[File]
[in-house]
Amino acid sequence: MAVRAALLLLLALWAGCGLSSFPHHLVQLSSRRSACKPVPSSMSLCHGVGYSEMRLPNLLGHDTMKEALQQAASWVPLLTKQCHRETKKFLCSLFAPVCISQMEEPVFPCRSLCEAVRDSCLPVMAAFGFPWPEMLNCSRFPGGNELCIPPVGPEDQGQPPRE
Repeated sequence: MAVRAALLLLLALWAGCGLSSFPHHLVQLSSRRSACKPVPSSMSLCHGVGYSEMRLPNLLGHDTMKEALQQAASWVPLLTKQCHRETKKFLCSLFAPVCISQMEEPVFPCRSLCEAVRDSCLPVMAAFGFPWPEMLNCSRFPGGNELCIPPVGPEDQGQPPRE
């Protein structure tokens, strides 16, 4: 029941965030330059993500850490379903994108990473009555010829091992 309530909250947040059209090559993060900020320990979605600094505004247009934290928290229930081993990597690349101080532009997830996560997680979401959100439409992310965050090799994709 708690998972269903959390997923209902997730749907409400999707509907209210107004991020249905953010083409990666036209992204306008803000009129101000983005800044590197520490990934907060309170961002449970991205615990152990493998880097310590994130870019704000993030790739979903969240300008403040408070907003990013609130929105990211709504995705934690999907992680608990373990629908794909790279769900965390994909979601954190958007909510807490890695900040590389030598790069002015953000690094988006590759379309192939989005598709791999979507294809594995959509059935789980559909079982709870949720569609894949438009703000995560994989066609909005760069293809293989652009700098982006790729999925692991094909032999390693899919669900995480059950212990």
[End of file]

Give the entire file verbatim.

[in-house]
Amino acid sequence: MAVRAALLLLLALWAGCGLSSFPHHLVQLSSRRSACKPVPSSMSLCHGVGYSEMRLPNLLGHDTMKEALQQAASWVPLLTKQCHRETKKFLCSLFAPVCISQMEEPVFPCRSLCEAVRDSCLPVMAAFGFPWPEMLNCSRFPGGNELCIPPVGPEDQGQPPRE
Repeated sequence: MAVRAALLLLLALWAGCGLSSFPHHLVQLSSRRSACKPVPSSMSLCHGVGYSEMRLPNLLGHDTMKEALQQAASWVPLLTKQCHRETKKFLCSLFAPVCISQMEEPVFPCRSLCEAVRDSCLPVMAAFGFPWPEMLNCSRFPGGNELCIPPVGPEDQGQPPRE
């Protein structure tokens, strides 16, 4: 029941965030330059993500850490379903994108990473009555010829091992 309530909250947040059209090559993060900020320990979605600094505004247009934290928290229930081993990597690349101080532009997830996560997680979401959100439409992310965050090799994709 708690998972269903959390997923209902997730749907409400999707509907209210107004991020249905953010083409990666036209992204306008803000009129101000983005800044590197520490990934907060309170961002449970991205615990152990493998880097310590994130870019704000993030790739979903969240300008403040408070907003990013609130929105990211709504995705934690999907992680608990373990629908794909790279769900965390994909979601954190958007909510807490890695900040590389030598790069002015953000690094988006590759379309192939989005598709791999979507294809594995959509059935789980559909079982709870949720569609894949438009703000995560994989066609909005760069293809293989652009700098982006790729999925692991094909032999390693899919669900995480059950212990």